Published by Dept. CS U. Chicago. Copyright 2006 CJTCS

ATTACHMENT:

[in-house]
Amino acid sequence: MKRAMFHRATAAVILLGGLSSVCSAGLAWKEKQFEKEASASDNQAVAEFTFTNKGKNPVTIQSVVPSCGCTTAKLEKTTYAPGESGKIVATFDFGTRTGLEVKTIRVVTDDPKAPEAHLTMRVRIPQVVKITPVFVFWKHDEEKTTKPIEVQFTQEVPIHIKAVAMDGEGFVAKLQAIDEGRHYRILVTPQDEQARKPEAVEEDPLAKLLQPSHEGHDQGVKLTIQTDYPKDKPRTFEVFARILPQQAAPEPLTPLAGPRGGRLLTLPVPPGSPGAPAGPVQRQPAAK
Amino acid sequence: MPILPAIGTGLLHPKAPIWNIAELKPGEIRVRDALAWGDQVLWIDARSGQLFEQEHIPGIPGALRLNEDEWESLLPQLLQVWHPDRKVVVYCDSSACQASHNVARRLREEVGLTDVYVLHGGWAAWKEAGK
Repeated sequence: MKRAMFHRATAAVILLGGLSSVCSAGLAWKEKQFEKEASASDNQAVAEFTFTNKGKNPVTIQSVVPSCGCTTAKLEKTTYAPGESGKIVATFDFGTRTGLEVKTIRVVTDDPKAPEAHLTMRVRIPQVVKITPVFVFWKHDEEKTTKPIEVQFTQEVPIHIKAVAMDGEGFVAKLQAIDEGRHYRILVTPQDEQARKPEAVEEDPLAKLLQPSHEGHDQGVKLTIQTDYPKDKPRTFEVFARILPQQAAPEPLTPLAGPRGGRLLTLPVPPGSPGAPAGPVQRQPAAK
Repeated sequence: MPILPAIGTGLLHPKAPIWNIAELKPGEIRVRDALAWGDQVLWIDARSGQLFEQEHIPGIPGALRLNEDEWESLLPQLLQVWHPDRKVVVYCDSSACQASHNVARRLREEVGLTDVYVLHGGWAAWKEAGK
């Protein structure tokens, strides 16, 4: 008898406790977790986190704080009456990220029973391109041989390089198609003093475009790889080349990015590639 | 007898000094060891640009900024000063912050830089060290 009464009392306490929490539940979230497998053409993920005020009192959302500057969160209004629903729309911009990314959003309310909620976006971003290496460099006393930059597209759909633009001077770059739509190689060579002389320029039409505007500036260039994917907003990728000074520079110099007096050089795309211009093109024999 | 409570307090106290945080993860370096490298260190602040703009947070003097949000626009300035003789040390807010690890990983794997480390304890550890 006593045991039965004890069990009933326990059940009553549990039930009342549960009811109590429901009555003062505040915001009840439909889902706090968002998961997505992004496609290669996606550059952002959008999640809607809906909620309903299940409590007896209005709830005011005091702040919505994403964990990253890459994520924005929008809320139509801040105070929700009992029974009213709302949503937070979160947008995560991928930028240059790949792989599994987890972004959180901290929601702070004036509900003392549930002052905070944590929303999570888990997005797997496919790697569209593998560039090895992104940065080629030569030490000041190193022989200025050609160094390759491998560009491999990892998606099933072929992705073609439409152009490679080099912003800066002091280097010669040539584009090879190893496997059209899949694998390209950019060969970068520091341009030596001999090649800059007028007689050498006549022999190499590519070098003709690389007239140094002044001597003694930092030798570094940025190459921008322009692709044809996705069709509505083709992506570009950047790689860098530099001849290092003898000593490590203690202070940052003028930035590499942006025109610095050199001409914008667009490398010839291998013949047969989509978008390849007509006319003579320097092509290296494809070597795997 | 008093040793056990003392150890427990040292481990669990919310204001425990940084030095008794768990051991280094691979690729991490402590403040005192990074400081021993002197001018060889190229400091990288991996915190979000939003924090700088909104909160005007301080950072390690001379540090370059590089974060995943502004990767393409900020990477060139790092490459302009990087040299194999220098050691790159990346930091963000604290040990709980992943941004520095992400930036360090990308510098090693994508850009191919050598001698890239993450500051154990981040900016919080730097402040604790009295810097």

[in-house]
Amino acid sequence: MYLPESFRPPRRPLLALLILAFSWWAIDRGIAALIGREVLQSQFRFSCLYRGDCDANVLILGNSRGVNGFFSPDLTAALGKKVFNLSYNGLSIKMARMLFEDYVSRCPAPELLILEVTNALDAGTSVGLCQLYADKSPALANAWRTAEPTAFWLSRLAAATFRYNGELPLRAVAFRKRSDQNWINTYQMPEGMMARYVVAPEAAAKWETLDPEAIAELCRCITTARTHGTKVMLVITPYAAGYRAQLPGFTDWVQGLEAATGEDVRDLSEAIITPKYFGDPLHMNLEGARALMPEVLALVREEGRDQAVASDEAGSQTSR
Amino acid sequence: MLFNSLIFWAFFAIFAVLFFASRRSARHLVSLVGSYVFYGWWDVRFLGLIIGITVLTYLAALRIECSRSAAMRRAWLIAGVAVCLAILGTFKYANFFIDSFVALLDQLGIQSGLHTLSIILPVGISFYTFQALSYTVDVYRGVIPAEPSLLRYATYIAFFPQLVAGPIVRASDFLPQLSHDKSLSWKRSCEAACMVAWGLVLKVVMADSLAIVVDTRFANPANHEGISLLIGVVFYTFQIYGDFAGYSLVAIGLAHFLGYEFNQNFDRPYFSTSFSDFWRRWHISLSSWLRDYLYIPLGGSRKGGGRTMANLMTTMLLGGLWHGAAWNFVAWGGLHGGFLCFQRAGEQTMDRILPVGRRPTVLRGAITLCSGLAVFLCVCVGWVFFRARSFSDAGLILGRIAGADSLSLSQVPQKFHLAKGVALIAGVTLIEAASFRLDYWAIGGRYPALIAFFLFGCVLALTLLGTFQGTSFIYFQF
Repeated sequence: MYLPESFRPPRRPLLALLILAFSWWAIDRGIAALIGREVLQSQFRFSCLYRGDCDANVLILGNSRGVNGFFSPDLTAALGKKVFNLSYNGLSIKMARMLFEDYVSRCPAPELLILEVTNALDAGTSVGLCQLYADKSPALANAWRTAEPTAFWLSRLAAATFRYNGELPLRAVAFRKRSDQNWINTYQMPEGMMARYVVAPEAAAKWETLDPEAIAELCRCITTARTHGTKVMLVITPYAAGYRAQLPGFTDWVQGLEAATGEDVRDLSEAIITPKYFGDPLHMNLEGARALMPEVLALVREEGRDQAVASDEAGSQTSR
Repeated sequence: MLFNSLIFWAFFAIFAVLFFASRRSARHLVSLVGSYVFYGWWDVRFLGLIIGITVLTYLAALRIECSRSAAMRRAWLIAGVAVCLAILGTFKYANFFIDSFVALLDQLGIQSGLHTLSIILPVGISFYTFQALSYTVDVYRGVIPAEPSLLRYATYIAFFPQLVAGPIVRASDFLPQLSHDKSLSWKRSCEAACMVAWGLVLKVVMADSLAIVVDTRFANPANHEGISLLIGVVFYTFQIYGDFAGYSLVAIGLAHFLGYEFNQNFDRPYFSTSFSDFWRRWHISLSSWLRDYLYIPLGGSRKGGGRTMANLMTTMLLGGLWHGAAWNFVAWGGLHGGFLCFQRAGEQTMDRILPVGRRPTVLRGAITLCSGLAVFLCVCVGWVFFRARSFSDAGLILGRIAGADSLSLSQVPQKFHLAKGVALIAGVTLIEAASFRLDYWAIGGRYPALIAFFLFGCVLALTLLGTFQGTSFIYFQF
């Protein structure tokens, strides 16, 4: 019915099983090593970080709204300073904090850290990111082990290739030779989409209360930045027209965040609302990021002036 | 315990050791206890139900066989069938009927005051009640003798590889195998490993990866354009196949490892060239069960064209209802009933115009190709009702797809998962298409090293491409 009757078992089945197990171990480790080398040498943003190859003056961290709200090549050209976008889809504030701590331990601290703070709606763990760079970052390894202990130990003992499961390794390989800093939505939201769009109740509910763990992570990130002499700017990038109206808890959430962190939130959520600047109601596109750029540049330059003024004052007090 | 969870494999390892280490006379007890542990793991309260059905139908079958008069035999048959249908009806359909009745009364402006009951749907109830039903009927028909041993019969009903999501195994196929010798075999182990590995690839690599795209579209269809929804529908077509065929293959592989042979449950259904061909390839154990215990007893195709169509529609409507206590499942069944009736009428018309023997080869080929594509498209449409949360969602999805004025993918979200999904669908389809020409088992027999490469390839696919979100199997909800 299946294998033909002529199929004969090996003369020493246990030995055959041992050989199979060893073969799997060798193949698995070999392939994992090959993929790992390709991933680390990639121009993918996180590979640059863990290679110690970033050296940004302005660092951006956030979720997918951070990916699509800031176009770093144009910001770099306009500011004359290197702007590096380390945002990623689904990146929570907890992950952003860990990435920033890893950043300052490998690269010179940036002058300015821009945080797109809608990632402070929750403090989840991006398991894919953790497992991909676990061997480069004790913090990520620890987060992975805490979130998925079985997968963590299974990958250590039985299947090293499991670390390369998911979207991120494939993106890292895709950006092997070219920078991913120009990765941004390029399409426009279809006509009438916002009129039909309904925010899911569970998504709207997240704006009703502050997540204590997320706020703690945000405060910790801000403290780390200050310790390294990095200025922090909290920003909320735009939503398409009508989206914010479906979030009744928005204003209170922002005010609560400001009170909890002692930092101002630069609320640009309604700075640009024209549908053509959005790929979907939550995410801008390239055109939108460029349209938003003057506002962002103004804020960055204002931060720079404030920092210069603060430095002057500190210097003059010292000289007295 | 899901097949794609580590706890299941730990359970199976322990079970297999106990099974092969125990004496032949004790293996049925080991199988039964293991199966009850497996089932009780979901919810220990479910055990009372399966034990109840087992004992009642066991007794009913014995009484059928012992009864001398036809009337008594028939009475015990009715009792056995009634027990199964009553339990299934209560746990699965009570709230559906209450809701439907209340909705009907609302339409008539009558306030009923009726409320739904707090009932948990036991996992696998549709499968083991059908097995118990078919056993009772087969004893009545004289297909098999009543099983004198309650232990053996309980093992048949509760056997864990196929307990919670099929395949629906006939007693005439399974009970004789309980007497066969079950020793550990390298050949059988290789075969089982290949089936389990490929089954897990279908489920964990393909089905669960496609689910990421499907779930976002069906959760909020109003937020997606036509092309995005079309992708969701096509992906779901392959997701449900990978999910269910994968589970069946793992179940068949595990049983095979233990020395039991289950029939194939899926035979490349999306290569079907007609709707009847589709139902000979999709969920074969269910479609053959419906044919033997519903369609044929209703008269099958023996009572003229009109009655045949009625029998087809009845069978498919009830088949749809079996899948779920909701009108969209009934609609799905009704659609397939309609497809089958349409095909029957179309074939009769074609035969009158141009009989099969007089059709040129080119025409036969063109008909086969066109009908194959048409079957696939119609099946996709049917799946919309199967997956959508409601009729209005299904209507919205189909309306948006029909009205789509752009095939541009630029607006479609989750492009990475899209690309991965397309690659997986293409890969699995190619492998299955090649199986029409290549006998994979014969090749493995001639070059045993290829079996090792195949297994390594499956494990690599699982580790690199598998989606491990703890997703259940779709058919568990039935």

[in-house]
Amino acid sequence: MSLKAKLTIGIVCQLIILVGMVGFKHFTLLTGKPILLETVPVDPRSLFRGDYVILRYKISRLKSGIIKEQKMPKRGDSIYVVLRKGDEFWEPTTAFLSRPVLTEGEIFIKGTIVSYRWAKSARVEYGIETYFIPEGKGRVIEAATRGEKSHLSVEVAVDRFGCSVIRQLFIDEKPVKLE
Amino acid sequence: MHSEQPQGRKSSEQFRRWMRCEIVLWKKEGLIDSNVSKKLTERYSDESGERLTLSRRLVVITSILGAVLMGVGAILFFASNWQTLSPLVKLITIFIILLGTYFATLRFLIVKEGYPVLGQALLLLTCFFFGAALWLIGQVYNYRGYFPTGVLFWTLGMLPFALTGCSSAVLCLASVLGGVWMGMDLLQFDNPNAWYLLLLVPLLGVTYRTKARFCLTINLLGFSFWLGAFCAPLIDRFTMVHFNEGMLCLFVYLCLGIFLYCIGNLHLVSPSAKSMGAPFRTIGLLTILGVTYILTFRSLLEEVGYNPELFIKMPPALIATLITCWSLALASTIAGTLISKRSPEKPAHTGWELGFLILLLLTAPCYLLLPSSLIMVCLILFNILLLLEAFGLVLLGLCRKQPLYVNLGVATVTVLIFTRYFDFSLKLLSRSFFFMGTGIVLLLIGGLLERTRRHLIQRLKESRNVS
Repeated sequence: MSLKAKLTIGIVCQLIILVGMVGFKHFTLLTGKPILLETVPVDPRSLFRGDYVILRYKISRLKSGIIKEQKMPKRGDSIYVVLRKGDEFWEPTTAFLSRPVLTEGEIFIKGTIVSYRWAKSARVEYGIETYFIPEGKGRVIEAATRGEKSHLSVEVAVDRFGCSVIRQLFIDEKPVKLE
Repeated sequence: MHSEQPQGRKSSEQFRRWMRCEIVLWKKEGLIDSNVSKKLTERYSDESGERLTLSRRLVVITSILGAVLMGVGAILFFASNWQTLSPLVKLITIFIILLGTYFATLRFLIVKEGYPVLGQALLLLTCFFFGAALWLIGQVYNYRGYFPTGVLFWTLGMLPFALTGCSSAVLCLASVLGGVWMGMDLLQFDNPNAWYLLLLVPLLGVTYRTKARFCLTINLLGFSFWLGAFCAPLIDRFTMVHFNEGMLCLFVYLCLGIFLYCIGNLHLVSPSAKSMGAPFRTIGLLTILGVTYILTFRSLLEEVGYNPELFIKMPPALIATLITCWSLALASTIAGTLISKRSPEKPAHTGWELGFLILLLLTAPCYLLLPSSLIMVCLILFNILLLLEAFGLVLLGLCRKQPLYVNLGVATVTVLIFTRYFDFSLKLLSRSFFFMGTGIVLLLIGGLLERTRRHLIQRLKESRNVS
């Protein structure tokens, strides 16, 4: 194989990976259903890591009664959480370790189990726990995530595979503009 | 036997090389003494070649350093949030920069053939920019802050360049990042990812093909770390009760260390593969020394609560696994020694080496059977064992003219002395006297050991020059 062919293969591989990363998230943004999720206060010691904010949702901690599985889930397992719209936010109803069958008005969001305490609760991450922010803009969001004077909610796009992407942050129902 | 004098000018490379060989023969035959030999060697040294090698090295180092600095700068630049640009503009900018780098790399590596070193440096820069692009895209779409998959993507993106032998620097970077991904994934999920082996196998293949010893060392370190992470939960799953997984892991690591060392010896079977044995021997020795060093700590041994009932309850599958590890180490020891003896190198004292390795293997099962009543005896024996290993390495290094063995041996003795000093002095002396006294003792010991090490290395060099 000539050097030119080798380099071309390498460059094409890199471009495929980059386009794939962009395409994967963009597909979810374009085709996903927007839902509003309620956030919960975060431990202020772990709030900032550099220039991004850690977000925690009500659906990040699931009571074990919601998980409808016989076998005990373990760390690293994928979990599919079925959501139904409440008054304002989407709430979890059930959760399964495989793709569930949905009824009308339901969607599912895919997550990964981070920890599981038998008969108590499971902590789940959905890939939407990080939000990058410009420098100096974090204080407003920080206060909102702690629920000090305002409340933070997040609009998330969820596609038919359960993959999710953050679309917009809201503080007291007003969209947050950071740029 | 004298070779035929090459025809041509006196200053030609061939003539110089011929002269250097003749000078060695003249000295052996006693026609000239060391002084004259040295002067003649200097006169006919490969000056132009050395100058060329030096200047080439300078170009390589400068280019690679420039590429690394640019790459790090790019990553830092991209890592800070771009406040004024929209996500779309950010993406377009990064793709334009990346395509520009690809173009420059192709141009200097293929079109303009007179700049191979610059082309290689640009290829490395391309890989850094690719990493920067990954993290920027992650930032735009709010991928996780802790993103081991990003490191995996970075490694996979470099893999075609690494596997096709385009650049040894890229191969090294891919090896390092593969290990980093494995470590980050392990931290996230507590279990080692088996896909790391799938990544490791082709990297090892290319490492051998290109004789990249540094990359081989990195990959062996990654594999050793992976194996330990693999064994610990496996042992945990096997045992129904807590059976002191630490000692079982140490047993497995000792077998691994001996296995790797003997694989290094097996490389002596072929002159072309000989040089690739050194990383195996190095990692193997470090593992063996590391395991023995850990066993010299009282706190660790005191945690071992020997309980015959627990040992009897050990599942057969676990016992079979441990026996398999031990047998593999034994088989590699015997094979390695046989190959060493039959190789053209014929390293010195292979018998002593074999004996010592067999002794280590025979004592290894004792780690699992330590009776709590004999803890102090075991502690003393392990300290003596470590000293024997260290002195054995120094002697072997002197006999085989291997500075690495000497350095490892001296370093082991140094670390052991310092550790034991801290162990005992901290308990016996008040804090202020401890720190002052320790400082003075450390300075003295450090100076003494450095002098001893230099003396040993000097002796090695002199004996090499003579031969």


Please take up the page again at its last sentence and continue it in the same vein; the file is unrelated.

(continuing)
We consider the dihedral hidden subgroup problem as the problem of distinguishing hidden subgroup states. We show that the optimal measurement for solving this problem is the so-called pretty good measurement. We then prove that the success probability of this measurement exhibits a sharp threshold as a function of the density nu=klog_2 N, where k is the number of copies of the hidden subgroup state and 2N is the order of the dihedral group. In particular, for nu<1 the optimal measurement (and hence any measurement) identifies the hidden subgroup with a probability that is exponentially small in log N, while for nu>1 the optimal measurement identifies the hidden subgroup with a probability of order unity. Thus the dihedral group provides an example of a group G for which Omega(log|G|) hidden subgroup states are necessary to solve the hidden subgroup problem. We also consider the optimal measurement for determining a single bit of the answer, and show that it exhibits the same threshold. Finally, we consider implementing the optimal measurement by a quantum circuit, and thereby establish further connections between the dihedral hidden subgroup problem and average case subset sum problems. In particular, we show that an efficient quantum algorithm for a restricted version of the optimal measurement would imply an efficient quantum algorithm for the subset sum problem, and conversely, that the ability to quantum sample from subset sum solutions allows one to implement the optimal measurement.

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